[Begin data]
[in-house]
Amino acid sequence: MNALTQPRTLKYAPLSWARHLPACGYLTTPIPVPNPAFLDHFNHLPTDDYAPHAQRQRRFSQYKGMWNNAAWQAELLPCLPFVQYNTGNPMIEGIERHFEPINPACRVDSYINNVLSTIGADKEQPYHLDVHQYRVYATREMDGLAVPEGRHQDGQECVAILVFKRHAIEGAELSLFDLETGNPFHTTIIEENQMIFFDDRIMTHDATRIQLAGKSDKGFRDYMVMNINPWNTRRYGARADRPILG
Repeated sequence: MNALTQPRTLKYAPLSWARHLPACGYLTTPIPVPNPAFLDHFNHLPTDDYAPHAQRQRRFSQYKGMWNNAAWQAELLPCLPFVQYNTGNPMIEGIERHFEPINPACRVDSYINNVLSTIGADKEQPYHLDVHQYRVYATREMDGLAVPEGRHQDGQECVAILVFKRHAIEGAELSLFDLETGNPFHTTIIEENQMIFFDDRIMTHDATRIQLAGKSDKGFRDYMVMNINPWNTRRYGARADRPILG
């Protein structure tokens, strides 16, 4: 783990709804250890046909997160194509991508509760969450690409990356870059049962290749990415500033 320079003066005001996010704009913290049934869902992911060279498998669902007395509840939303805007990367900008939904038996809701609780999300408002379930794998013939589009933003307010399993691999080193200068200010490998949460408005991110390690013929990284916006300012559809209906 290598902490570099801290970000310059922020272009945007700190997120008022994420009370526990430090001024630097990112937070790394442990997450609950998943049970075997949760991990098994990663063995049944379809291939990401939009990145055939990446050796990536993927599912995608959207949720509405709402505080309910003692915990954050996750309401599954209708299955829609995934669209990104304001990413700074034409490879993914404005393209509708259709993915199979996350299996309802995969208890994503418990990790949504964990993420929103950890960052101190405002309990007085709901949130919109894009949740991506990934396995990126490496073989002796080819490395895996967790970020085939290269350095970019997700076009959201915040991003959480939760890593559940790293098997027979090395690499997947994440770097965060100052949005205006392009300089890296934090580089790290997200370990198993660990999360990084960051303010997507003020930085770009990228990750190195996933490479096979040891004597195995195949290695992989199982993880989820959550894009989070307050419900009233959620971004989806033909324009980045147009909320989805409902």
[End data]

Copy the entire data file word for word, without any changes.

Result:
[in-house]
Amino acid sequence: MNALTQPRTLKYAPLSWARHLPACGYLTTPIPVPNPAFLDHFNHLPTDDYAPHAQRQRRFSQYKGMWNNAAWQAELLPCLPFVQYNTGNPMIEGIERHFEPINPACRVDSYINNVLSTIGADKEQPYHLDVHQYRVYATREMDGLAVPEGRHQDGQECVAILVFKRHAIEGAELSLFDLETGNPFHTTIIEENQMIFFDDRIMTHDATRIQLAGKSDKGFRDYMVMNINPWNTRRYGARADRPILG
Repeated sequence: MNALTQPRTLKYAPLSWARHLPACGYLTTPIPVPNPAFLDHFNHLPTDDYAPHAQRQRRFSQYKGMWNNAAWQAELLPCLPFVQYNTGNPMIEGIERHFEPINPACRVDSYINNVLSTIGADKEQPYHLDVHQYRVYATREMDGLAVPEGRHQDGQECVAILVFKRHAIEGAELSLFDLETGNPFHTTIIEENQMIFFDDRIMTHDATRIQLAGKSDKGFRDYMVMNINPWNTRRYGARADRPILG
């Protein structure tokens, strides 16, 4: 783990709804250890046909997160194509991508509760969450690409990356870059049962290749990415500033 320079003066005001996010704009913290049934869902992911060279498998669902007395509840939303805007990367900008939904038996809701609780999300408002379930794998013939589009933003307010399993691999080193200068200010490998949460408005991110390690013929990284916006300012559809209906 290598902490570099801290970000310059922020272009945007700190997120008022994420009370526990430090001024630097990112937070790394442990997450609950998943049970075997949760991990098994990663063995049944379809291939990401939009990145055939990446050796990536993927599912995608959207949720509405709402505080309910003692915990954050996750309401599954209708299955829609995934669209990104304001990413700074034409490879993914404005393209509708259709993915199979996350299996309802995969208890994503418990990790949504964990993420929103950890960052101190405002309990007085709901949130919109894009949740991506990934396995990126490496073989002796080819490395895996967790970020085939290269350095970019997700076009959201915040991003959480939760890593559940790293098997027979090395690499997947994440770097965060100052949005205006392009300089890296934090580089790290997200370990198993660990999360990084960051303010997507003020930085770009990228990750190195996933490479096979040891004597195995195949290695992989199982993880989820959550894009989070307050419900009233959620971004989806033909324009980045147009909320989805409902």